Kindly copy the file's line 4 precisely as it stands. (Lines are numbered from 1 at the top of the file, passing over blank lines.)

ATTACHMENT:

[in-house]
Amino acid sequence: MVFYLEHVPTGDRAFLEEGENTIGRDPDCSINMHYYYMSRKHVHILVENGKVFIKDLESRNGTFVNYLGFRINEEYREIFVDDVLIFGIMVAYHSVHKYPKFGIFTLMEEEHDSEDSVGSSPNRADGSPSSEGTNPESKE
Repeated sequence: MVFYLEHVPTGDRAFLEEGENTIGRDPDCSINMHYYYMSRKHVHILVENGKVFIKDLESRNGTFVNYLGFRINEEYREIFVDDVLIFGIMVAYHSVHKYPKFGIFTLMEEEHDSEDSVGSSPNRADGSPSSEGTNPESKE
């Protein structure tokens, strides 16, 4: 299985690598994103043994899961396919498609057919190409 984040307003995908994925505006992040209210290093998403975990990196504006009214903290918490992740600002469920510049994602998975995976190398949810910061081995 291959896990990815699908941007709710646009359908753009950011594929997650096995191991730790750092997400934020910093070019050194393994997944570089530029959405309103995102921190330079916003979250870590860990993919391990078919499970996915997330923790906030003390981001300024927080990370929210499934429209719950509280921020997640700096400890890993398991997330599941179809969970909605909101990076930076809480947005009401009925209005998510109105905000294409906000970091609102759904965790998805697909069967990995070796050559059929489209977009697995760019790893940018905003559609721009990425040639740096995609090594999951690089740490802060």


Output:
């Protein structure tokens, strides 16, 4: 299985690598994103043994899961396919498609057919190409 984040307003995908994925505006992040209210290093998403975990990196504006009214903290918490992740600002469920510049994602998975995976190398949810910061081995 291959896990990815699908941007709710646009359908753009950011594929997650096995191991730790750092997400934020910093070019050194393994997944570089530029959405309103995102921190330079916003979250870590860990993919391990078919499970996915997330923790906030003390981001300024927080990370929210499934429209719950509280921020997640700096400890890993398991997330599941179809969970909605909101990076930076809480947005009401009925209005998510109105905000294409906000970091609102759904965790998805697909069967990995070796050559059929489209977009697995760019790893940018905003559609721009990425040639740096995609090594999951690089740490802060």